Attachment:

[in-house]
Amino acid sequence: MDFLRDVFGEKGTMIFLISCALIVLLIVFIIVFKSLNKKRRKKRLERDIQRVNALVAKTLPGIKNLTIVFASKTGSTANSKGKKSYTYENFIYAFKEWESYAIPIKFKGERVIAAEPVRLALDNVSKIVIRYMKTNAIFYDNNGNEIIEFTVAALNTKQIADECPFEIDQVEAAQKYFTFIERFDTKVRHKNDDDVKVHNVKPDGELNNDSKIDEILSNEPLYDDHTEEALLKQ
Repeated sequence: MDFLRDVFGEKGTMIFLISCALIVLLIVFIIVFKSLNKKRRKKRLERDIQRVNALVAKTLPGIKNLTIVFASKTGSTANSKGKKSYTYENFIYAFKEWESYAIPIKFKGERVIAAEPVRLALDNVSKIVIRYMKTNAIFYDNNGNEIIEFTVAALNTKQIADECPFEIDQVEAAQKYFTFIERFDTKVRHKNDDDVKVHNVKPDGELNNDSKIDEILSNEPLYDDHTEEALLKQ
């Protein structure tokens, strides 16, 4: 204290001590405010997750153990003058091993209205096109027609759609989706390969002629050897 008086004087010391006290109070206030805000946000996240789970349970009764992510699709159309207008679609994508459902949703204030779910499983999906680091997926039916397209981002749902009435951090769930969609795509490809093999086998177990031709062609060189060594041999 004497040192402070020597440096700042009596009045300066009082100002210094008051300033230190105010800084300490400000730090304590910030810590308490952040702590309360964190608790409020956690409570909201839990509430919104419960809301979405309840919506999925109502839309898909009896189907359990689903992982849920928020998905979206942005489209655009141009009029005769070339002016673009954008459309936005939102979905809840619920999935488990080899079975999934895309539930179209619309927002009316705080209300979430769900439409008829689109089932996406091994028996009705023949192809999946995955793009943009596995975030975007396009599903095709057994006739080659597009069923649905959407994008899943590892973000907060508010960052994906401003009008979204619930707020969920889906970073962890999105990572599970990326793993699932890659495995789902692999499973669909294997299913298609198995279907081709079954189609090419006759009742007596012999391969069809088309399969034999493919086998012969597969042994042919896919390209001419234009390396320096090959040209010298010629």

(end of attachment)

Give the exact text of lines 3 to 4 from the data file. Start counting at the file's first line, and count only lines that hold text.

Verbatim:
Repeated sequence: MDFLRDVFGEKGTMIFLISCALIVLLIVFIIVFKSLNKKRRKKRLERDIQRVNALVAKTLPGIKNLTIVFASKTGSTANSKGKKSYTYENFIYAFKEWESYAIPIKFKGERVIAAEPVRLALDNVSKIVIRYMKTNAIFYDNNGNEIIEFTVAALNTKQIADECPFEIDQVEAAQKYFTFIERFDTKVRHKNDDDVKVHNVKPDGELNNDSKIDEILSNEPLYDDHTEEALLKQ
């Protein structure tokens, strides 16, 4: 204290001590405010997750153990003058091993209205096109027609759609989706390969002629050897 008086004087010391006290109070206030805000946000996240789970349970009764992510699709159309207008679609994508459902949703204030779910499983999906680091997926039916397209981002749902009435951090769930969609795509490809093999086998177990031709062609060189060594041999 004497040192402070020597440096700042009596009045300066009082100002210094008051300033230190105010800084300490400000730090304590910030810590308490952040702590309360964190608790409020956690409570909201839990509430919104419960809301979405309840919506999925109502839309898909009896189907359990689903992982849920928020998905979206942005489209655009141009009029005769070339002016673009954008459309936005939102979905809840619920999935488990080899079975999934895309539930179209619309927002009316705080209300979430769900439409008829689109089932996406091994028996009705023949192809999946995955793009943009596995975030975007396009599903095709057994006739080659597009069923649905959407994008899943590892973000907060508010960052994906401003009008979204619930707020969920889906970073962890999105990572599970990326793993699932890659495995789902692999499973669909294997299913298609198995279907081709079954189609090419006759009742007596012999391969069809088309399969034999493919086998012969597969042994042919896919390209001419234009390396320096090959040209010298010629």